The 60s: Bedard, Godbout, Fauquier, Belkin, Carpenter & Puddicombe

Canada’s Giant

Bob Bedard

Robert Bédard (born 13 September 1931) is a Canadian former tennis player and educator. Bédard was considered among the top ten clay court players in the world and was the top-ranked Canadian singles player in ten years between 1955 and 1965. Bédard won three Canadian Open singles titles in
1955 (over Henri Rochon in the final), 1957 (over Ramanathan Krishnan in the final) and 1958 (over Whitney Reed in the final). Bédard won a record seven Quebec Open singles championships and three Ontario Open singles titles. He won the U.S. Eastern Clay Court Championships in 1960. His career titles won was 29 tournaments, mostly on clay, in a very restricted playing career often confined to just the summer months. Bédard represented Canada in Davis Cup play for many years, reaching North America Zone and Interzone Finals in 1953, 1955, and 1959. During his career, he defeated No. 1 players of 20 different countries, including Australia and the U.S.. Bédard was a multi- sport athlete and was offered professional contracts with the New York Rangers ice hockey team and the Cleveland Indians baseball team, which he declined in favour of a career in academia. He became the principal of St. Andrew's College, an elite private preparatory collegiate, from 1981 to 1997.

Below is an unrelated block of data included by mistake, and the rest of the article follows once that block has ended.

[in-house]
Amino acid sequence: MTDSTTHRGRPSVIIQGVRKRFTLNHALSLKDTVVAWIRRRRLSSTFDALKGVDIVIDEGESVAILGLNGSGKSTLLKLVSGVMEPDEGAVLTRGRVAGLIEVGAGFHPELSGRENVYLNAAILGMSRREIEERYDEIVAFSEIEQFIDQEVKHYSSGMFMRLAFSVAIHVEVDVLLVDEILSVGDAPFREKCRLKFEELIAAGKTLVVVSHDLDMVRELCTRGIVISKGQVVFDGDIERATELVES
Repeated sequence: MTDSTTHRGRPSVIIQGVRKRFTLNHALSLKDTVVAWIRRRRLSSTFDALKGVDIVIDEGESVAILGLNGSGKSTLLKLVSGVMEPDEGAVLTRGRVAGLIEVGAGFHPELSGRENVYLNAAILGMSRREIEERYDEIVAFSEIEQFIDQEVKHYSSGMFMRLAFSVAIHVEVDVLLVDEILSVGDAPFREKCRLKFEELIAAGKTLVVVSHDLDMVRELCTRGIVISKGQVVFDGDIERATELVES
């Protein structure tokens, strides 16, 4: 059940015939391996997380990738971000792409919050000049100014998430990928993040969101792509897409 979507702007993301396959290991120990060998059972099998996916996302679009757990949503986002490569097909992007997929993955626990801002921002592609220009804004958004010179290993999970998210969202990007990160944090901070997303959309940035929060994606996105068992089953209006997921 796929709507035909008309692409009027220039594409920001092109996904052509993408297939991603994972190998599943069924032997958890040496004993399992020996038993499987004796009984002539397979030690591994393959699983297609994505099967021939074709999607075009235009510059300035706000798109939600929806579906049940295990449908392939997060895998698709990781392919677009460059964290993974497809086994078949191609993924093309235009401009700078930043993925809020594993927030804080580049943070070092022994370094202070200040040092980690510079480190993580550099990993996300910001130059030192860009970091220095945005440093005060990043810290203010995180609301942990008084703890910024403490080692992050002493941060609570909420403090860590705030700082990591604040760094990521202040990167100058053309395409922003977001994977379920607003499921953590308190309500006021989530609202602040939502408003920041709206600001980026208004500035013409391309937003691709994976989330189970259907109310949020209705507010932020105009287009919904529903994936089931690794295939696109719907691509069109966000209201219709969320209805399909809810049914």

OC: How important was Davis Cup?

RB: In the 50s and 60s, playing in the Davis Cup matches was the most important aspect of a career. Unfortunately for Canada, winning the first matches in the American zone  led to either Australia or the US as the years winner automatically played in the following years finals. Personally, the best I did was taking a set from Rosewall and a set from Emerson, whom I had defeated 2 weeks before Wimbledon a year before. In my whole career, I was 1 foot fault and it occurred against Rod Laver at 5/6 15/30 in the first set. I hate to say this, but the linesman happened to be a French Canadian.

OC: This year’s win:
RB: There is no doubt that this years Davis Cup win was the most important one in Canadian tennis history. It might never occur again. Kudos to the 3 members who came up at the right moments.


Left handed serve nightmare

Keith Carpenter

The lanky leftie was a regular Grand Slam and Davis Cup player for Canada in the 1960’s. He and his brother Michael won the Canadian Men’s Open Doubles Championship in 1966

OC: What do you remember about Davis Cup?